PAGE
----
Friday, August 21, 2009

The Silence Before Bach

“Bach is the only thing that reminds us that the world is not a failure.’’ - Emil Cioran

The virtual indestructibility, malleability, and sheer power of J.S. Bach's music affords artists of all sorts a catalyst for expressing their ideas. If you have the chance to get to the Museum of Fine Arts in Boston in the next week, you can catch "The Silence Before Bach," a rarely shown film by Catalan director Pere Portabella that reinforces, in wildly imaginative and beautiful ways, the idea that the world as we know it would be unrecognizable without Bach. I got a chance to see the film yesterday, and found Ty Burr's review for the Boston Globe spot on. "The Silence Before Bach" is firmly in the category of European art film, so you may or may not learn factual information you didn't already know about Bach, but what you do know may be transformed.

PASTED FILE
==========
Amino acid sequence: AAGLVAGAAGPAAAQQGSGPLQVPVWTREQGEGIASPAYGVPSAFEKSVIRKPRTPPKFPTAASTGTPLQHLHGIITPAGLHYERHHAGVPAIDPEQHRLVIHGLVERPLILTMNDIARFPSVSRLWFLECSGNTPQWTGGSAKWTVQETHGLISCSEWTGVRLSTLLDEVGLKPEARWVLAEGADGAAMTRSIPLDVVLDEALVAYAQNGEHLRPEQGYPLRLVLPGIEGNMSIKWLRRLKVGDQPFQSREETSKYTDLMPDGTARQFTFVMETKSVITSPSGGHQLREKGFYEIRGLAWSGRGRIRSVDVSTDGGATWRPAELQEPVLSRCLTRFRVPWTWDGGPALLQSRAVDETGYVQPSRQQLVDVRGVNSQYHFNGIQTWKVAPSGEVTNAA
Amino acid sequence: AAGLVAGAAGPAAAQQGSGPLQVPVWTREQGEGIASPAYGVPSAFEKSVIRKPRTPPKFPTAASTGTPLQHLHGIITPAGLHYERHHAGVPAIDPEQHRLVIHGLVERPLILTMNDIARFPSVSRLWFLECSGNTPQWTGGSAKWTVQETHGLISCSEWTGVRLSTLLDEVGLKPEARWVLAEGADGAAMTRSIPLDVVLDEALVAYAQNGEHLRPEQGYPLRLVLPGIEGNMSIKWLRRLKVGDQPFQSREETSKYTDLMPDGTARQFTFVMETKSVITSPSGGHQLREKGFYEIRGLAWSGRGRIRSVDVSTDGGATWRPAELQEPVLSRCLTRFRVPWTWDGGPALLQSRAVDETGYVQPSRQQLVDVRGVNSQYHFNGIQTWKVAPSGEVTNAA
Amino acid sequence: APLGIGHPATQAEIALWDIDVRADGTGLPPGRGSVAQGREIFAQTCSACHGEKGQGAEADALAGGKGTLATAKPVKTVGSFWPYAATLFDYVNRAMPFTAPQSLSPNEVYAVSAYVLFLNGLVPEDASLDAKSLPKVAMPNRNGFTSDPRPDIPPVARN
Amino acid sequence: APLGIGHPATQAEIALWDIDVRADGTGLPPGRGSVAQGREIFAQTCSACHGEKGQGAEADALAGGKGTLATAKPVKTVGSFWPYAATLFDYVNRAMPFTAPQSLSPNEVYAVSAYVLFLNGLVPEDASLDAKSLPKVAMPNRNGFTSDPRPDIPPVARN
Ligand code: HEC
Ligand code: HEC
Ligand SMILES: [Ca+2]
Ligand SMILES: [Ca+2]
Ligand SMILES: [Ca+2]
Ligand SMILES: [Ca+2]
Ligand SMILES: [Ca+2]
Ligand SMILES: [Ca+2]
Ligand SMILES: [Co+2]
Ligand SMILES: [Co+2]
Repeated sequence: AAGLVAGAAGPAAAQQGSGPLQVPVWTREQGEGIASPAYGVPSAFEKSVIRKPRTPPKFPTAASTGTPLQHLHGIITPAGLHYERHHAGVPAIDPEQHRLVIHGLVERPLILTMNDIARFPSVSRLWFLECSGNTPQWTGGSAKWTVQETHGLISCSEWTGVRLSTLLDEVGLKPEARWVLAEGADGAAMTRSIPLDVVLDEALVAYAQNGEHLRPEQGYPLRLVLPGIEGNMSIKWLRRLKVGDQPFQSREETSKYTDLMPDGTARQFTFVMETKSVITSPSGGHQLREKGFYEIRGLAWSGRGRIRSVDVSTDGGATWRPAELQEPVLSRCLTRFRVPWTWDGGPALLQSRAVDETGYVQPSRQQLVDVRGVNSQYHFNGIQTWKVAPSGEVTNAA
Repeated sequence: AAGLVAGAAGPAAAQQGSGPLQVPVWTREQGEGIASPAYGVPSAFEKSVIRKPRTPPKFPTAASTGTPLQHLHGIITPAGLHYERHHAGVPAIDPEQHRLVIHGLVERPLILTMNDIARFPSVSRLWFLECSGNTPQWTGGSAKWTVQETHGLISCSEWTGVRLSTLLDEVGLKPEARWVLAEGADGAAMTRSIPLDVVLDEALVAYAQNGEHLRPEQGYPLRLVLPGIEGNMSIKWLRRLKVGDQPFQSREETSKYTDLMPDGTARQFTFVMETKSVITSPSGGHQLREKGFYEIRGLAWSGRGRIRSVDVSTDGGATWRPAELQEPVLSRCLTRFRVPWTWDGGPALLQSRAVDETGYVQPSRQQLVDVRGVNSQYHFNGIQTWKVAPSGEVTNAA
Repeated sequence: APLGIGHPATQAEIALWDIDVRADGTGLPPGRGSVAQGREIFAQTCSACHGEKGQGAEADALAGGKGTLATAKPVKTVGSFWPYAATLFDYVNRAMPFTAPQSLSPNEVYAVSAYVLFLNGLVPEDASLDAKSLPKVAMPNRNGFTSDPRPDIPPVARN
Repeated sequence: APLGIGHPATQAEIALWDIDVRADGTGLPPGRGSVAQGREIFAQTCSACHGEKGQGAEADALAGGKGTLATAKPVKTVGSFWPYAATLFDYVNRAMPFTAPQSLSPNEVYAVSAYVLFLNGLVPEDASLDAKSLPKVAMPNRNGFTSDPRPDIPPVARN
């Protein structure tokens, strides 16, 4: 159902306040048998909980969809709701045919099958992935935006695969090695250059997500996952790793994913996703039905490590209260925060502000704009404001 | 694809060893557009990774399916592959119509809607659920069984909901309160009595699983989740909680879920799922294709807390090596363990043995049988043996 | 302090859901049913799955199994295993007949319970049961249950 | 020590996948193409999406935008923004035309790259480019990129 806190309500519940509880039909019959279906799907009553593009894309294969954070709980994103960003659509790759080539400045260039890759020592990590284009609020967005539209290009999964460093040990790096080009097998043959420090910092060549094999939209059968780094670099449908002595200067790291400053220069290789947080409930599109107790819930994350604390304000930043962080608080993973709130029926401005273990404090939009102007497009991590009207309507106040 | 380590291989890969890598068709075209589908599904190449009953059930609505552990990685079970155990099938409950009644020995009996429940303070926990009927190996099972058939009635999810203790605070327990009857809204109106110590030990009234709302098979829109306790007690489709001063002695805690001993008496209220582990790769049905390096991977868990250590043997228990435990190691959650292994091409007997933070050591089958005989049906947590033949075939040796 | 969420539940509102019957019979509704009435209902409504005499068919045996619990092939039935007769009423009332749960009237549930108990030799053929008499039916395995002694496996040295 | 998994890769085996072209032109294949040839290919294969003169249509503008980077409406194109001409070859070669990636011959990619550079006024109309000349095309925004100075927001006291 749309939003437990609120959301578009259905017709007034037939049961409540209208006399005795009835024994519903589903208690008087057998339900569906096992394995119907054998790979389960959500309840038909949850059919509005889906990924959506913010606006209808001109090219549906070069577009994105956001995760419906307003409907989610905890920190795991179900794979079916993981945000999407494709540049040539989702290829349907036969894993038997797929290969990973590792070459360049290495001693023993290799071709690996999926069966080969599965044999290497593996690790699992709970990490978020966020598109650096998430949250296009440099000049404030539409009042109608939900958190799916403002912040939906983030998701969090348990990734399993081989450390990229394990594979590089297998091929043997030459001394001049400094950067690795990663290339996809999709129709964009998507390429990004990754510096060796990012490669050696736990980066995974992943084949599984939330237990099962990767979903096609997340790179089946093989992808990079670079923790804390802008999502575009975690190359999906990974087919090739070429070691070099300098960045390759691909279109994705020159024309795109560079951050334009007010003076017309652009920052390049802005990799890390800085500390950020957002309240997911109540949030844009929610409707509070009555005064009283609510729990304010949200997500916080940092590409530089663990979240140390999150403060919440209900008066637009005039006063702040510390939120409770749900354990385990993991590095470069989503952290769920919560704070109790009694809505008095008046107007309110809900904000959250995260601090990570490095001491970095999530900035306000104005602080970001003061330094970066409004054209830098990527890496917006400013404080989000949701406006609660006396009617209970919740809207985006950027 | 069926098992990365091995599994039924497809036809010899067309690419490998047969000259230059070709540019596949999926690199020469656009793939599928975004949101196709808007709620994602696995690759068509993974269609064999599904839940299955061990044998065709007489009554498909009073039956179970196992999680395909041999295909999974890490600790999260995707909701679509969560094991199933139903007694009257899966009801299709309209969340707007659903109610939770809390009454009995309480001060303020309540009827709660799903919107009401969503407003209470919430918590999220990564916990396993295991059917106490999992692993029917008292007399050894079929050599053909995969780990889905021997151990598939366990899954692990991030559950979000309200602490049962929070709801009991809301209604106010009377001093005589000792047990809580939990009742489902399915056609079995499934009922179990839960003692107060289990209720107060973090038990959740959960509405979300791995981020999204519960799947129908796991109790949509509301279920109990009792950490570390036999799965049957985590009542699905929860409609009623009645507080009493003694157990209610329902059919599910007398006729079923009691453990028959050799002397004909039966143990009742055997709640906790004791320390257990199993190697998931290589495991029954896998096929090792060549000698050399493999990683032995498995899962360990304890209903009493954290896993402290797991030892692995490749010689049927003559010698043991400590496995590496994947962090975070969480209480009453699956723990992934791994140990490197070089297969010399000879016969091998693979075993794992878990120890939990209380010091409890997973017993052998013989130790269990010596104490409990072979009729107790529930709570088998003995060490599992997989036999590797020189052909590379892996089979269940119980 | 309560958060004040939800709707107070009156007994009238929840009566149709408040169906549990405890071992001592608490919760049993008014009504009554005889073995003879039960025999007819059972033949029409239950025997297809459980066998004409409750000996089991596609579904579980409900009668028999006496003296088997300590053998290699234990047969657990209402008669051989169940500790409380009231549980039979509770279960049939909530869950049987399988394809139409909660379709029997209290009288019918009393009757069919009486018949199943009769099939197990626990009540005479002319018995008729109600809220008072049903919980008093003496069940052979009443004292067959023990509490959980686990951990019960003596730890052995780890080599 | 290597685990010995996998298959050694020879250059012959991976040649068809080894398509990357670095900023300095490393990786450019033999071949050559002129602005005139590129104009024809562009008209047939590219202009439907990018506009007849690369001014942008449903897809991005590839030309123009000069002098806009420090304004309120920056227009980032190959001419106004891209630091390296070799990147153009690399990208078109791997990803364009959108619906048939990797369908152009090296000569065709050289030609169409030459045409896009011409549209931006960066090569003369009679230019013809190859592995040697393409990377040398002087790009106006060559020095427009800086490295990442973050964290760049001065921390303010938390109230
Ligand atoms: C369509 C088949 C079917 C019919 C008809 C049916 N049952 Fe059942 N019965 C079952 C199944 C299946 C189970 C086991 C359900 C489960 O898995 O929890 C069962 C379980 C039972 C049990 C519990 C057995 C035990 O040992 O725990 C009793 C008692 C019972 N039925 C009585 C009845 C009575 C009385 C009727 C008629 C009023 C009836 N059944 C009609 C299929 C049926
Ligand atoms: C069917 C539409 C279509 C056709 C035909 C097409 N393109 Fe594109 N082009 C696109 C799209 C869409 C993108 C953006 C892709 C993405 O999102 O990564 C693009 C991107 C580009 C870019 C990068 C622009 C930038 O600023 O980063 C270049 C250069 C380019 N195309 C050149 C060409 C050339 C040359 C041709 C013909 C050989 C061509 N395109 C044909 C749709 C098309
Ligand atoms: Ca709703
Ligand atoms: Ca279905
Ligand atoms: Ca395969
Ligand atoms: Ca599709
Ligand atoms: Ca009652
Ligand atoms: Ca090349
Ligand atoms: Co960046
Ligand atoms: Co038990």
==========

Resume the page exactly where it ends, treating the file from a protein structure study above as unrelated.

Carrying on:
And speaking of transformation, try to tune in just after 8am this Sunday, when I'll have Bach's Cantata No. 199, "Mein Herze schwimmt im Blut," in the intensely beautiful, painful, and ultimately joyous performance by Lorraine Hunt Lieberson with Craig Smith and Emmanuel Music.

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